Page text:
At first, if we have normal hearing, the few destroyed hair cells would not produce noticeable hearing loss. But when enough hair cells are destroyed, the message being sent to our brains is riddled with “gaps” which we notice as hearing loss. The actual damage to our inner ears is the same whether we have near normal hearing or have a profound hearing loss.

However, if we have a severe or profound loss, we may not seem to lose much more hearing from being exposed to loud sounds. This is not because we have a higher tolerance for loud sounds, but because there are not many hair cells left to be destroyed! (I’ve seen pictures where whole banks of hair cells are completely missing. This is quite striking when compared to pictures with all the hair cells present.)

Therefore, in answer to your question, “No, you cannot add the amount of your hearing loss to the noise damage threshold to find the amount of noise you can stand without further damaging your hearing.” For example, it is absolutely wrong for me to think that since I have an 80 dB loss, I can stand noise at 90 dB plus the 80 dB I am missing for a total of 170 dB before I do any further damage to my ears. This loud a sound will definitely instantly destroy more of my remaining hearing.

Not only that, in actual fact, I will be writhing in pain long before I hear a sound that loud. Why? Most of us with severe or worse hearing losses usually have severe recruitment as well. As a result, our tolerance for loud ...

Click here to read more from The Center for Hearing Loss Help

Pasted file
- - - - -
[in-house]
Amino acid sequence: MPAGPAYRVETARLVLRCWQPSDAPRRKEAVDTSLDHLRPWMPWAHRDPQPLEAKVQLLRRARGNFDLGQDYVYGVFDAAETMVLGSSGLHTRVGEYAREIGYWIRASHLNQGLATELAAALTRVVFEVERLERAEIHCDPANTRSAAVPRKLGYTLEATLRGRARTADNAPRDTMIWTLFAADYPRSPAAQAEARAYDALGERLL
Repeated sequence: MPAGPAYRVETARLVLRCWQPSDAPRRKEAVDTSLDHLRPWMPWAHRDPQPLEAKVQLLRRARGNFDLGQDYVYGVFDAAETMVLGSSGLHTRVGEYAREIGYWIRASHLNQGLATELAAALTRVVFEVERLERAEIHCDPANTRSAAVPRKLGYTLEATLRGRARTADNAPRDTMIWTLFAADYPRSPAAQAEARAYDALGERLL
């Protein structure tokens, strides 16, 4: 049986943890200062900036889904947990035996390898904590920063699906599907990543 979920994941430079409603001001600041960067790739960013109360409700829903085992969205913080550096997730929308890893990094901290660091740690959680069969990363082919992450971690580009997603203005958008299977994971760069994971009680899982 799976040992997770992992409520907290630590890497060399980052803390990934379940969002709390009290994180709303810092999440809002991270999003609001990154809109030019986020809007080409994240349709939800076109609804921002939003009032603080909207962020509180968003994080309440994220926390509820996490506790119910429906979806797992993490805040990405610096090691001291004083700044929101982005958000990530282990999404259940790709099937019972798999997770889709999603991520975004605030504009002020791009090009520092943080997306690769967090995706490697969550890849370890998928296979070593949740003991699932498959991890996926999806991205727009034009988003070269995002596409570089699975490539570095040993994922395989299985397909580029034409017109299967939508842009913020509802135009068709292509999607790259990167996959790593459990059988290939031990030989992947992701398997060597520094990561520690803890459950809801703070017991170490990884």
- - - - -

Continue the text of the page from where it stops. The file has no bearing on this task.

Noise-Induced Hearing Loss and Our Children

by Neil Bauman, Ph.D.

If you had to guess, what percentage of children between the ages of 6 and 19 years of age would you think have noise-induced hearing loss? (Note: this is not hearing loss from causes such as middle ear infections, heredity, etc., but just noise-induced hearing loss.)

According to the Centers for Disease Control and Prevention the answer is 12.5%. This means that approximately 5,200,000 kids in the USA have permanent noise-induced hearing loss (1). It’s shocking to realize that on the average, 1 in every 8 children you meet each day has a significant hearing loss just from listening to sounds that are too loud.

There are two areas of concern.

First, it’s about time parents take an active interest in what their kids are listening to and at what volume. Safe sound levels are a maximum of 80 dB if they are going to listen for any length of time.

Second, teachers need to be aware that at the very minimum 1 out of every 8 of their students have trouble hearing them. Yet I hear so many teachers say they don’t know of any students in their classrooms that have hearing losses.

Now you know. They are there--3 or 4 in the average classroom-- in every classroom in the nation. Add to these, the many other children, especially in the lower grades, with hearing loss from ear infections, allergies, etc. One study showed that on any given day, 15% of the children in elementary schools have a significant hearing loss. ...

Click here to read more from The Center for Hearing Loss Help